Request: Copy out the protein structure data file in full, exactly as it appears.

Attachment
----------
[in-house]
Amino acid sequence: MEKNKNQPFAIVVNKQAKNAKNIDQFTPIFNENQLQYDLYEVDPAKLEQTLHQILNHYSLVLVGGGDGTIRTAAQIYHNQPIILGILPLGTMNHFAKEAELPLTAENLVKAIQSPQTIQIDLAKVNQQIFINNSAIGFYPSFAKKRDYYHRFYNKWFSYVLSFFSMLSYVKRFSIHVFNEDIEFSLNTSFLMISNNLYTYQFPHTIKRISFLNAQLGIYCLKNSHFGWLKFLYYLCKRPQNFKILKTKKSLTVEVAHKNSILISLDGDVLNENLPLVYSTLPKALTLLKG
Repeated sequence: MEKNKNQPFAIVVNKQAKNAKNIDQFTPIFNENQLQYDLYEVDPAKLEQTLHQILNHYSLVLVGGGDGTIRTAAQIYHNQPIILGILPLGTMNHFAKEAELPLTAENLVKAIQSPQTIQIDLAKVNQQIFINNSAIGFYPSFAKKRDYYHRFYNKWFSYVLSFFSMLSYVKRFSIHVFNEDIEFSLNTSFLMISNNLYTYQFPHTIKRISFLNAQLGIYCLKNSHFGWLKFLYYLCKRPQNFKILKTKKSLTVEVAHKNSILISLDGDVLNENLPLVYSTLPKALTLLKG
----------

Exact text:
[in-house]
Amino acid sequence: MEKNKNQPFAIVVNKQAKNAKNIDQFTPIFNENQLQYDLYEVDPAKLEQTLHQILNHYSLVLVGGGDGTIRTAAQIYHNQPIILGILPLGTMNHFAKEAELPLTAENLVKAIQSPQTIQIDLAKVNQQIFINNSAIGFYPSFAKKRDYYHRFYNKWFSYVLSFFSMLSYVKRFSIHVFNEDIEFSLNTSFLMISNNLYTYQFPHTIKRISFLNAQLGIYCLKNSHFGWLKFLYYLCKRPQNFKILKTKKSLTVEVAHKNSILISLDGDVLNENLPLVYSTLPKALTLLKG
Repeated sequence: MEKNKNQPFAIVVNKQAKNAKNIDQFTPIFNENQLQYDLYEVDPAKLEQTLHQILNHYSLVLVGGGDGTIRTAAQIYHNQPIILGILPLGTMNHFAKEAELPLTAENLVKAIQSPQTIQIDLAKVNQQIFINNSAIGFYPSFAKKRDYYHRFYNKWFSYVLSFFSMLSYVKRFSIHVFNEDIEFSLNTSFLMISNNLYTYQFPHTIKRISFLNAQLGIYCLKNSHFGWLKFLYYLCKRPQNFKILKTKKSLTVEVAHKNSILISLDGDVLNENLPLVYSTLPKALTLLKG